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William Hill suspends dividend as earnings predicted to fall by £100m

17th March 2020 8:40 am GMT
William Hill

London-listed betting and gaming operator William Hill will pay no final dividend to shareholders for the first time in a decade as the company works to minimise the impact from cancelled sports events due to COVID-19.

William Hill said late Monday that it could see a £100m to £110m reduction in 2020 EBITDA as a result of cancelled or postponed sports due to the coronavirus, assuming a return of UK and international football in August and resumption of the NFL season in September.

This estimate also includes one month of UK retail closures, cancellation of the Grand National and Royal Ascot horse racing events, and postponement of the UEFA European Football Championship to 2021.

“In light of the ongoing uncertainty created by COVID-19 and following recent developments to postpone or cancel sporting events and close US casinos, we anticipate a material impact to the Group’s revenue and earnings in 2020,” the company said in a statement. “53% of our 2019 revenue was generated through our sports book business.

“If the outcomes outlined above transpire, EBITDA for the Group is expected to reduce by £100m to £110m. Currently horse racing and our retail shops remain open,” the company added. “An additional month of closure impacts EBITDA by £25m to £30m.”

As a result of the lower predicted earnings and having lost more than 50 per cent of its share value since the start of the year, William Hill is suspending dividend payments until further notice and no final dividend will be proposed for 2019.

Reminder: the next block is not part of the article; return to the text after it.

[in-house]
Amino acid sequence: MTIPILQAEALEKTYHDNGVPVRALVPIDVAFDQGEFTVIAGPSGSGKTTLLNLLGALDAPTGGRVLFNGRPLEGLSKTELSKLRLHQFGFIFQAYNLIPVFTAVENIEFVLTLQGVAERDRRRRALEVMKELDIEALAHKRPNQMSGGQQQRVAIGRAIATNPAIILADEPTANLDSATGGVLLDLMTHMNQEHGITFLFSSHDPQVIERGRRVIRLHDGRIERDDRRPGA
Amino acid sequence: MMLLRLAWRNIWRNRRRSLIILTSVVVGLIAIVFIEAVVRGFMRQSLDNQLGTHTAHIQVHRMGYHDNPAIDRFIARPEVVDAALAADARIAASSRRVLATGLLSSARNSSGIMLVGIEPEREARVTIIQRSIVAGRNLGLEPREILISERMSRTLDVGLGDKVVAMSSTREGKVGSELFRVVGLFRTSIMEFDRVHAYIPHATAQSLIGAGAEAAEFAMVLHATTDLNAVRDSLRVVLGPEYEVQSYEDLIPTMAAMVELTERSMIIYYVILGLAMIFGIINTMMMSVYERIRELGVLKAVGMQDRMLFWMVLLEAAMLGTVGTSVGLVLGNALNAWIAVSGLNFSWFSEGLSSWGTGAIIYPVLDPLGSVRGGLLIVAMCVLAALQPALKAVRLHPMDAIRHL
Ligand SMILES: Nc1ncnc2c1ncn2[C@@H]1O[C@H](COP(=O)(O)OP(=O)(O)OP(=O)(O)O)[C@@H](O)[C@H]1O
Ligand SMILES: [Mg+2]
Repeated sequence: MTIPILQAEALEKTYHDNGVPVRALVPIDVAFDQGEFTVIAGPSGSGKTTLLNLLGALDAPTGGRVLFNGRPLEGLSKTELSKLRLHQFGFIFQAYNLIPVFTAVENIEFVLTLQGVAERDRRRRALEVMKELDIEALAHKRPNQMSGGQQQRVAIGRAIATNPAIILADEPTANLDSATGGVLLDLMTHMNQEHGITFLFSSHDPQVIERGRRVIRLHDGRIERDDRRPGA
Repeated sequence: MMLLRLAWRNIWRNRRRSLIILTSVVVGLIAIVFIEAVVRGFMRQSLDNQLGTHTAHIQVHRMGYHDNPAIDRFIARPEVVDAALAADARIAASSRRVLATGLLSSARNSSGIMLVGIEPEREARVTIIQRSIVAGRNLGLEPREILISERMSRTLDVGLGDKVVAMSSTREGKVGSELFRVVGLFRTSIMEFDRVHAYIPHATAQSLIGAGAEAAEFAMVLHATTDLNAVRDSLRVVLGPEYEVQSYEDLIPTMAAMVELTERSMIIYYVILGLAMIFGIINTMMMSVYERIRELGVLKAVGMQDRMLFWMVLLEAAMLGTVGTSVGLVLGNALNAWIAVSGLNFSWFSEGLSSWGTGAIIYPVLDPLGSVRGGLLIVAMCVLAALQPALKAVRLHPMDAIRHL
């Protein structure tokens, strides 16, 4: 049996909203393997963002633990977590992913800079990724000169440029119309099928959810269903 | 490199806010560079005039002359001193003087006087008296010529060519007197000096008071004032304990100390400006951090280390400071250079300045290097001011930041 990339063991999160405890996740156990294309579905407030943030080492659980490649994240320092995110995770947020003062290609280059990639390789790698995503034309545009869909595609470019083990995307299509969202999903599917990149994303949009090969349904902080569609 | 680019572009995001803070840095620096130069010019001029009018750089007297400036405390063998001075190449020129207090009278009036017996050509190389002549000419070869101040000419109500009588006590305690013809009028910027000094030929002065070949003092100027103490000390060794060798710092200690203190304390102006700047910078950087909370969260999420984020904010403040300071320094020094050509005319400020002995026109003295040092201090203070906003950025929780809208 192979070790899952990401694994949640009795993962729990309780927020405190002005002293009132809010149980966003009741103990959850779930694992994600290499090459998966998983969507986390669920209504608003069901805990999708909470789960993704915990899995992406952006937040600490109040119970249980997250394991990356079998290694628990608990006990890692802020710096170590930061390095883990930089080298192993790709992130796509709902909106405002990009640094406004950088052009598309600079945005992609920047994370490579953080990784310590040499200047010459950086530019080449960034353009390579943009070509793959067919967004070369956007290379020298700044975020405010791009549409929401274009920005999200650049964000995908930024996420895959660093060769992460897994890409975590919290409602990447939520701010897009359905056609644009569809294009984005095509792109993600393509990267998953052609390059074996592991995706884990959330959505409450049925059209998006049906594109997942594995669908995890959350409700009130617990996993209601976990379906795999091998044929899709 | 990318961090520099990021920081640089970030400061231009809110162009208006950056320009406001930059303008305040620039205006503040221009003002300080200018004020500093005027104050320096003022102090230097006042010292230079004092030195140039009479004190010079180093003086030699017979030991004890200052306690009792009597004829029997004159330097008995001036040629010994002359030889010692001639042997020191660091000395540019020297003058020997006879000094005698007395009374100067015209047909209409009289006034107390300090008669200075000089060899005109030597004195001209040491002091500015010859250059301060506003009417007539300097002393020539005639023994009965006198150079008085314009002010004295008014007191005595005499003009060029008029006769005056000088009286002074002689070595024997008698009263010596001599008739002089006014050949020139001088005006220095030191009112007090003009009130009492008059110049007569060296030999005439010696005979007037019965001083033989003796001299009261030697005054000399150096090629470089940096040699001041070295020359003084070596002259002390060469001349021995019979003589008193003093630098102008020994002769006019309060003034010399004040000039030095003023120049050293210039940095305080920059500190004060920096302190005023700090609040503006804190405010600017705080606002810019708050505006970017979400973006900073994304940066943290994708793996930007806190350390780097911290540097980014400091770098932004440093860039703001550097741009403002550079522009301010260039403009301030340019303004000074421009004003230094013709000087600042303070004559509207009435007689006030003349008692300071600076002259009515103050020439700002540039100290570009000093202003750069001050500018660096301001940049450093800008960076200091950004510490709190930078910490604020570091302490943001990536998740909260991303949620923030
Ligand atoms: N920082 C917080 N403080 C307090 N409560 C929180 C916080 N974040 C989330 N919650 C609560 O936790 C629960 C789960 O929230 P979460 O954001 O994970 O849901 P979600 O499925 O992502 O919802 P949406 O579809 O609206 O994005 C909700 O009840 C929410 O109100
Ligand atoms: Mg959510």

The company added that its performance before the impact of COVID-19 was ahead of expectations and that it continues to maintain a robust financial position with an undrawn revolving credit facility of £425m.

It also acknowledged a number of mitigating activities available to the company to reduce its variable cost base and manage cash flows efficiently, with those actions now underway.

“These are truly unprecedented times but William Hill has been around for 86 years and over that time we have gained huge experience and understanding of our customers,” said chief executive Ulrik Bengtsson. “People want to place sports bets and they will continue to do so where possible. In recent days we have seen betting on horses, greyhounds, international football and our well-established virtual sports.

“We are taking action to maintain our operational capability, to secure and enhance our liquidity and to ensure we are in a strong position to resume full operations when the sporting calendar returns to normal.

“We have been quick to initiate our business continuity plans, which have been in place for some weeks, with our colleague’s and customer’s welfare highest on the agenda,” Bengtsson added. “Large parts of the business continue to operate on a ‘business as usual’ basis.”

William Hill last failed to pay a dividend in 2010.

Shares in William Hill plc. (LSE:WMH) closed 25.54 per cent lower at 65.94 pence per share in London Monday and were trading up 1.76 per cent at 67.10 per share early Tuesday morning.

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